The graph represents the actual number of reported fevers, versus the expected number for the region (represented in blue) based on Kinsa’s accurate seasonal flu prediction model.

In the example above, Singh says that the spike in fevers coincides with reports of Miami residents and tourists ignoring guidance around recommended distancing. The steep drop-off, however, follows after more extreme measures, including beach closures and other isolation tactics were adopted in the area. Singh says that they’re regularly seeing that areas where residents are ignoring social distancing best practices are seeing spikes, and that as soon as those are implemented, via lock-downs and other measures, within five days of those aggressive actions, you begin to see downward dips in the curve.

Kinsa’s data has the advantage of being real-time and continually updated by its users. That provides it with a time advantage over other indicators, like the results of increased testing programs for COVID-19, in terms of providing some indication of the more immediate effects of social distancing and isolation strategies. One of the criticisms that has appeared relative to these tactics is that the numbers continue to grow for confirmed cases — but experts expect those cases to grow as we expand the availability of testing and identify new cases of community transmission, even though social distancing is having a positive impact.

As Singh pointed out, Kinsa’s data is strictly about fever-range temperatures, not confirmed COVID-19 cases. But fever is a key and early symptom of COVID-19 in those who are symptomatic, and Kinsa’s existing work on predicting the prevalence of fevers related to cold and flu strongly indicate that what we’re looking at is in fact, at least to a significant degree, COVID-19 spread.

While some have balked at other discussions around using location data to track the spread of the outbreak, Singh says that they’re only interested in two things: geographic coordinates and temperature. They don’t want any personal identification details that they can tie to either of those signals, so it truly an anonymous aggregation project.

“There is no possible way to reverse engineer a geographic signal to an individual — it’s not possible to do it,” he told me. “This is the right equation to both protect people’s privacy and expose the data that society and communities need.”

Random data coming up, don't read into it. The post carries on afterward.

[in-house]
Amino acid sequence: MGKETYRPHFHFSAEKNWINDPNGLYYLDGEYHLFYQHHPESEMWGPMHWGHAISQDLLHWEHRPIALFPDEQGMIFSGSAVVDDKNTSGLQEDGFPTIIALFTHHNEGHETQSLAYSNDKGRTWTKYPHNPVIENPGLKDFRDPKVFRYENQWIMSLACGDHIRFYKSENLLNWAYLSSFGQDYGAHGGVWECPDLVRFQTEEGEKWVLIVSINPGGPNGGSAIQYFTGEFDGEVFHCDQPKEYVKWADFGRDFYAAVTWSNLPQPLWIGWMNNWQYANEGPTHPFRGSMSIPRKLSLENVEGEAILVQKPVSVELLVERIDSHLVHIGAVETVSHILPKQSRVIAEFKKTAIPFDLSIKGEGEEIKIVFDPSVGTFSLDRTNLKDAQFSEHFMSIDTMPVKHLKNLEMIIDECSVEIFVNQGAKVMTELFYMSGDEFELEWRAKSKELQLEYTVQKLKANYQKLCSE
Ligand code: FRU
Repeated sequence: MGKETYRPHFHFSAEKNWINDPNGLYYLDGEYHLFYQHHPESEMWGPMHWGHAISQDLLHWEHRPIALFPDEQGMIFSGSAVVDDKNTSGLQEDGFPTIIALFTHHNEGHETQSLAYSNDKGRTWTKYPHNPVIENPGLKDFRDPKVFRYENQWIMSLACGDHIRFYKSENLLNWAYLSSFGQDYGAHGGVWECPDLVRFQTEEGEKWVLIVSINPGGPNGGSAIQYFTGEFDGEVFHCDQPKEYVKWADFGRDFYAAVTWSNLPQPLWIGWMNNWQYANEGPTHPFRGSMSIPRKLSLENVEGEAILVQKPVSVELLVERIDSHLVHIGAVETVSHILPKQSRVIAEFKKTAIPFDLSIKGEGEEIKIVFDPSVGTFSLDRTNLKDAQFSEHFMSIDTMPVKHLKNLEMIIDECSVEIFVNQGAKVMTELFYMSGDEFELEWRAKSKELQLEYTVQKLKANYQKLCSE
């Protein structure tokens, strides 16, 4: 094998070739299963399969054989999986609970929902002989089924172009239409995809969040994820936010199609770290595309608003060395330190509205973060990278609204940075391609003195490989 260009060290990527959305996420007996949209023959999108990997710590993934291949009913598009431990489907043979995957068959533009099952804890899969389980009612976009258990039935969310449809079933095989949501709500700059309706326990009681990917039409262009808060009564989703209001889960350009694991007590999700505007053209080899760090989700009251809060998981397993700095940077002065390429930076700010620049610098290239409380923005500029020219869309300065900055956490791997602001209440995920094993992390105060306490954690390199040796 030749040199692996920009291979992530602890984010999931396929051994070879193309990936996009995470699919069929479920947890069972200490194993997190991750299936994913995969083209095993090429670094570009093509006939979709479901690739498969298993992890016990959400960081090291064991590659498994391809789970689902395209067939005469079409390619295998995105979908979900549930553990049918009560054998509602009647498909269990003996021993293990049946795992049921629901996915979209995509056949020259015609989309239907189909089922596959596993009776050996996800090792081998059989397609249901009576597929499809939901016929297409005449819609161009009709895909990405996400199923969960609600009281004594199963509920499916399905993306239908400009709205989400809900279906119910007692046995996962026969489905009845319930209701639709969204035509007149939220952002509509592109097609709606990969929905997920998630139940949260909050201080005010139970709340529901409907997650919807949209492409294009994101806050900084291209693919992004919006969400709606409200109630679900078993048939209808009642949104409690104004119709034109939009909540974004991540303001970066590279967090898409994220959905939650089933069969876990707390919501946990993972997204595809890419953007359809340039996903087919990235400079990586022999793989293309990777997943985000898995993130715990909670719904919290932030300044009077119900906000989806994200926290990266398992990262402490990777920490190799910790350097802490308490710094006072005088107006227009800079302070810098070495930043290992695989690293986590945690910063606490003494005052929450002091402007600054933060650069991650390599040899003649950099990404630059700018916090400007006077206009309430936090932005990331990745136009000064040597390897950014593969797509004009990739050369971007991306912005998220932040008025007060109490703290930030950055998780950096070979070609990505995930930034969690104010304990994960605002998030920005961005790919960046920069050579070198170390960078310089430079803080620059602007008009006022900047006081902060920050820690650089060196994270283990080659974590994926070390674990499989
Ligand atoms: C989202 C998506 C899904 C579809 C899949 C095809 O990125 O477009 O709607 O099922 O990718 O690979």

For the purposes of tracking atypical illness, Kinsa isn’t currently able to get quite as granular as it is with its standard observed illness map, because it requires a higher degree of sophistication. But the company is eager to expand its data set with additional thermometers in the market. The Kinsa hardware is already out of stock everywhere, as are most health-related devices, but Singh says they’re pressing ahead with suppliers on sourcing more despite increased component costs across the board. Singh is also eager to work with other smart thermometer makers, either by inputting their data into his model, or by making the Kinsa app compatible with any Bluetooth thermometer that uses the standard connection interface for wireless thermometer hardware.

Currently, Kinsa is working on evolving the atypical illness view to include things like a visual indicator of how fast illness levels are dropping, and how fast they should be dropping in order to effectively break the chain of transmission, as a way to further help inform the public on the impact of their own choices and actions. Despite the widespread agreement by health agencies, researchers and medical professionals, advice to stay home and separated from others definitely presents a challenge for everyone — especially when the official numbers released daily are so dire. Kinsa’s tracker should provide a ray of hope, and a clear sign that each individual contribution matters.

FluSense system tracks sickness trends by autonomously monitoring public spaces